What Constitutes Help?: Looking at the Theme of Help Through the Lens of Global Competence

What Constitutes Help?: Looking at the Theme of Help Through the Lens of Global Competence

Ann Mary Roberts (Radford University, USA)
DOI: 10.4018/978-1-5225-3462-4.ch009
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This case study is an account of how pre-service teachers in a study abroad context framed and examined the question of appropriate response to individuals, communities, and institutions with perceived needs. The authors' students worked for four weeks in a rural school in Malawi where they tried to help the students and community. During their experiences, the participants faced their limitations, cultural biases, and personal “filters.” Hard questions such as “Are we really helping at all?” arose. Key global competencies proved critical as they shifted their perspectives in order to understand their experiences and respond respectfully in the context of the Malawian culture.
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Global Competencies

  • Core Competency:

    • Perspectives are shaped by varied belief systems which create social affiliation structures, cultural norms, and build a sense of purpose.

  • Values and Attitudes:

    • Valuing multiple perspectives.

    • Question prevailing assumptions.

  • Skills:

    • Recognizes, articulates, and applies an understanding of different perspectives (including his/her own).

    • Listens actively and engages in inclusive dialogue.

    • Selects and applies appropriate tools and strategies to communicate and collaborate effectively.

  • Behaviors:

    • Translates ideas, concerns, and findings into appropriate and responsible individual or collaborative actions to improve conditions.

    • Approaches thinking and problem solving collaboratively.

    • Adopts shared responsibility and takes cooperative action.


Case Background

Malawi is beautiful, complex, full of heart, and full of contradictions illusions and realities. I have looked into the eyes of literally hundreds of children wondering… how can I help? And at this point my only solution has been to be present, in the moment loving each spirit I come in contact with…. Not judging what I see… and praying… hoping an answer will come. (Ann, June 30th 2009)

For anyone who visits another country it is vital to develop the necessary values and attitudes to make meaning of the experience. My students had to wrestle with their own cultural frameworks and how to put that aside to really see and understand another cultural perspective. Through my blogs and my students’ blogs, I am going to revisit my experience and what I observed in my students as they encountered another culture during their study abroad journey in Malawi.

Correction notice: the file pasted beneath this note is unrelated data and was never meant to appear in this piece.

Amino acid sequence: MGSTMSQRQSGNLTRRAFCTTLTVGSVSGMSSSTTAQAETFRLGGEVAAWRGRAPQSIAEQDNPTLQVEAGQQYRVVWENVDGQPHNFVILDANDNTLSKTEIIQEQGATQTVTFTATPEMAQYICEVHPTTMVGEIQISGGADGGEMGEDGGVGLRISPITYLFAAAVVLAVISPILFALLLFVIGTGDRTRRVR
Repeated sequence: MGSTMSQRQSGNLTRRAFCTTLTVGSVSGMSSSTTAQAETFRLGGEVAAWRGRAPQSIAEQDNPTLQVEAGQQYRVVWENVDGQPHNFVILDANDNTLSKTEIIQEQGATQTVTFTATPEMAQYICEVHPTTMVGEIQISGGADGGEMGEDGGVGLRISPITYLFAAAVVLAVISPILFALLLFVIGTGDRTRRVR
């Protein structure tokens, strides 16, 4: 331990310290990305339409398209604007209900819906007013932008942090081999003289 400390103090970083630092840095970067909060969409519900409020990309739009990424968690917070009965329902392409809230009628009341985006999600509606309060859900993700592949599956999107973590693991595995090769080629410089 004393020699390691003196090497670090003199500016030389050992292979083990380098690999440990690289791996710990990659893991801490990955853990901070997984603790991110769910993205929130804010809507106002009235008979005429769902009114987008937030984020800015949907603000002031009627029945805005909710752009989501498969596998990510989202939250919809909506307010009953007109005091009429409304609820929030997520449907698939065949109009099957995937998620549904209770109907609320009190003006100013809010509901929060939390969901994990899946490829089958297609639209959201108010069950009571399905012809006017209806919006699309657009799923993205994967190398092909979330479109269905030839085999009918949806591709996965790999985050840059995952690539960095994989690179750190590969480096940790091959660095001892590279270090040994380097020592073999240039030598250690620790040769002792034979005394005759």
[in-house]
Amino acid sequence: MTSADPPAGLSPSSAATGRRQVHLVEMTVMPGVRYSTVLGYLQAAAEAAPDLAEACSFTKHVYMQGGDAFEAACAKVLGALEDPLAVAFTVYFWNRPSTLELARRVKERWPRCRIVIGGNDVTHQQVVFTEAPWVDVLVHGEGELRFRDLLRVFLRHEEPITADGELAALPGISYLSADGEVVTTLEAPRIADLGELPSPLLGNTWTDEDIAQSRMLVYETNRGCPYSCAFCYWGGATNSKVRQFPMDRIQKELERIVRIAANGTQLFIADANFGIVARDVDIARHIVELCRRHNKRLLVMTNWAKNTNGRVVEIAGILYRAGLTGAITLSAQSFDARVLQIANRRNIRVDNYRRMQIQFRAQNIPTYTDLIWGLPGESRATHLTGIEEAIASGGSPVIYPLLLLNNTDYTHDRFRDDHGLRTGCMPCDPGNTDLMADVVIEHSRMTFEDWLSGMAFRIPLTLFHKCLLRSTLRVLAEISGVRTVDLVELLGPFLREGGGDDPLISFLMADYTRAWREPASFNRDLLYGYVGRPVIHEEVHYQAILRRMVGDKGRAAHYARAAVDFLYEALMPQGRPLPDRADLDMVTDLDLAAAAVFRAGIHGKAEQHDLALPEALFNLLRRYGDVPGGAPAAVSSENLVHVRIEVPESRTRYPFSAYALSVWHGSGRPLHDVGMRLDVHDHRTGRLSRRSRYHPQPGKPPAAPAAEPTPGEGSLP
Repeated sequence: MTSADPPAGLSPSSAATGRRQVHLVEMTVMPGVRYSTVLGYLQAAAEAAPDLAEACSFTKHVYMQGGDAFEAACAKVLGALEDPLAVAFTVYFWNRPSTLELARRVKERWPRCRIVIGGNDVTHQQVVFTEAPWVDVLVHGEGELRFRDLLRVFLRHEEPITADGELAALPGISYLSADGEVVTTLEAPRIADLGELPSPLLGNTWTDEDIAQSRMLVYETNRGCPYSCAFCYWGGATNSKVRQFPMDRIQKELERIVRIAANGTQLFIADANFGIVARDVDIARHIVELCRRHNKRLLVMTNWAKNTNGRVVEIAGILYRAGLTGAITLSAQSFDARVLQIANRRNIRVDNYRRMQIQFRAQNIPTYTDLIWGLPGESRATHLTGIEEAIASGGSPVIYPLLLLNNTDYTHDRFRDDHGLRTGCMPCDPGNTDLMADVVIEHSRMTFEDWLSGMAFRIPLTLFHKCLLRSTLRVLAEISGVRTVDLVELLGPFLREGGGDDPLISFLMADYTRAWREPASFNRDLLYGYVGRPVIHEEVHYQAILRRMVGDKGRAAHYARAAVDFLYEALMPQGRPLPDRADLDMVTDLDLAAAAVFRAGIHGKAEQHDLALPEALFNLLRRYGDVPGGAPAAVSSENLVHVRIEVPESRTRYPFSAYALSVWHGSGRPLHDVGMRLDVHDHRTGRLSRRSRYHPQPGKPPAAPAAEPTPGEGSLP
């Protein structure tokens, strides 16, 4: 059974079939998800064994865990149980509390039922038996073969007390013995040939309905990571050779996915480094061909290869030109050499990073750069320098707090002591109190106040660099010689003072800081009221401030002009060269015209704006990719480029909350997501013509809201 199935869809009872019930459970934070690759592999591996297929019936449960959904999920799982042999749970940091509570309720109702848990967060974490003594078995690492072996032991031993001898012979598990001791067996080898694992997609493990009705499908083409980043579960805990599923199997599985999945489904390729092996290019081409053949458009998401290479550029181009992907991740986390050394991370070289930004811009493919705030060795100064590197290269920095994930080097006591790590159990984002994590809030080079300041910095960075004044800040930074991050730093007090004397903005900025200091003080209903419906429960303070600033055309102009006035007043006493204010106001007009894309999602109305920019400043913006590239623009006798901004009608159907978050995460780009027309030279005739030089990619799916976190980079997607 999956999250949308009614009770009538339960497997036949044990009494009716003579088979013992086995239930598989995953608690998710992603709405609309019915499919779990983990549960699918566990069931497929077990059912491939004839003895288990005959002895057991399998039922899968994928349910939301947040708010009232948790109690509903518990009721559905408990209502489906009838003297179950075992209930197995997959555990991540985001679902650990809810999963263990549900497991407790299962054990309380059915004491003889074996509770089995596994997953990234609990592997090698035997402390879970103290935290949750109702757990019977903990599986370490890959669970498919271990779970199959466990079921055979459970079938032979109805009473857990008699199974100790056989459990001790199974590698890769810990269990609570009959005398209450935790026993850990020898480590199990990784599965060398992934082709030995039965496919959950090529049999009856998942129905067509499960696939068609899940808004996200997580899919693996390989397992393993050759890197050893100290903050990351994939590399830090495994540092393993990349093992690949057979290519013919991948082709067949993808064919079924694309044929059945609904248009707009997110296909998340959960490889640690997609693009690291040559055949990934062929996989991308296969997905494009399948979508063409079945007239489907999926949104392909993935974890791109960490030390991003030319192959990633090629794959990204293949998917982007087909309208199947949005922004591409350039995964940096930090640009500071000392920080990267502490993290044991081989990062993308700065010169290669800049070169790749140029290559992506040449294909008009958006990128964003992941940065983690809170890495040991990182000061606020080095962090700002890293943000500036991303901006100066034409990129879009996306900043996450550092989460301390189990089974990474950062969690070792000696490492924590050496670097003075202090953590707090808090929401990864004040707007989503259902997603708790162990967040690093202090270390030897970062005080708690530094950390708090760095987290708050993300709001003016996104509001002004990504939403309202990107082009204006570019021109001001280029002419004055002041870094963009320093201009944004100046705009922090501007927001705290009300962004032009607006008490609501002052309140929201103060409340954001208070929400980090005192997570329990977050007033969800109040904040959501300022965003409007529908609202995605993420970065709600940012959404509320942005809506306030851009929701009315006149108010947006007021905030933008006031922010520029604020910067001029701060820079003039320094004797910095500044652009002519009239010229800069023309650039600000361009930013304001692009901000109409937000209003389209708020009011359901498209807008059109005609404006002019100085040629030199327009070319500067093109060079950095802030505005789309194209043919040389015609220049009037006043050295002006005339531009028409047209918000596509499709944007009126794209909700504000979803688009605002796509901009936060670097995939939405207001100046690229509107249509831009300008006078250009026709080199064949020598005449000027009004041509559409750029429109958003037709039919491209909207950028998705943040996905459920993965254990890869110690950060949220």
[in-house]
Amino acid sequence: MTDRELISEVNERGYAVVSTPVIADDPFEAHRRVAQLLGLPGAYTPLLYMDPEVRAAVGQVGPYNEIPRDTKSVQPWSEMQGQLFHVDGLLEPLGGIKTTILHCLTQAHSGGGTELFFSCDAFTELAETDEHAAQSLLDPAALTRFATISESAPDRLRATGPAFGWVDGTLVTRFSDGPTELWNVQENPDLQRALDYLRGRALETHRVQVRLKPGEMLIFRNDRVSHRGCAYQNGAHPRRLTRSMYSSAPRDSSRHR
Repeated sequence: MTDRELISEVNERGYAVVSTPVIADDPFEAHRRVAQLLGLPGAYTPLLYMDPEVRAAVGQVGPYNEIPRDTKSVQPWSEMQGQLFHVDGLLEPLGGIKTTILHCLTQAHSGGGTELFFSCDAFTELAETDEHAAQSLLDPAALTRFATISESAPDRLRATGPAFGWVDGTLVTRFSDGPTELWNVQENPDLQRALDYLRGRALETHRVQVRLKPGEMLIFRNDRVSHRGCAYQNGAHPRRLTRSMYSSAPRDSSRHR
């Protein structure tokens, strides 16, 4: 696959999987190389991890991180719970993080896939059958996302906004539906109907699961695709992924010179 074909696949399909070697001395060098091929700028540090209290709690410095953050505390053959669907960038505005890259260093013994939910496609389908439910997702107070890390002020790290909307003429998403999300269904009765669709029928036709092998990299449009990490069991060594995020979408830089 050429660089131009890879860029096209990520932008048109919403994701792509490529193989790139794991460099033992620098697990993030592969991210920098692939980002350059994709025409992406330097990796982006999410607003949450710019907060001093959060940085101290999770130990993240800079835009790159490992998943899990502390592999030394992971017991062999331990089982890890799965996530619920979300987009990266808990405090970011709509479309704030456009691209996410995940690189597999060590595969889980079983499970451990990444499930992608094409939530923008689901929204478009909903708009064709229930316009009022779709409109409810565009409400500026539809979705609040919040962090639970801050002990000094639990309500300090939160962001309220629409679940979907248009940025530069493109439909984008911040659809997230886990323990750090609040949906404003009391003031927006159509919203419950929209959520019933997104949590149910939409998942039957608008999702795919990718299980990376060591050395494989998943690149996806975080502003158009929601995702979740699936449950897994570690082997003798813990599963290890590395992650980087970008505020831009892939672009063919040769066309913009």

“What constitutes help?” I asked myself and my students that question over and over during our study abroad experience as we embarked on a journey to embrace the complexities and richness of Malawi. How do individuals with their cultural underpinnings make sense of what they see in a country so different from their own experiences? For a month, I watched how my students tried to reconcile their American values, and subsequent reactions, to their experiences in one of the poorest countries in the world. I reflected deeply on my own automatic response of giving and how that value was situated in my culture and beliefs. More specifically, I focused on the concept of helping as a core value which became hard for me to navigate in this country that has so many needs.

This chapter is a lens through which to examine how my students and I unpacked our own constructs of what it meant to help another individual, community and system by looking at our cultural assumptions of what people need within the context of a country with differing values, beliefs, and needs. We had to navigate competing views of helpfulness and hurtfulness in a society labeled by some as “a country of beggars.”

Part of my interest in working with students traveling to Malawi began during my own doctoral program when I met a group of Ph.D. candidates from Malawi. They were part of a project to help the education infrastructure that was in desperate need of teachers. The grant project funded their Ph.D. work so they could return to Malawi and increase the ability of teacher education programs to produce qualified educators to fill the tremendous deficit of teachers there.

The summer they began writing their dissertations, I was asked to work with them in a supportive capacity helping with literature searches and structure to move them forward in their writing. I often went to their apartments and we talked about their experiences in the US and in Malawi.

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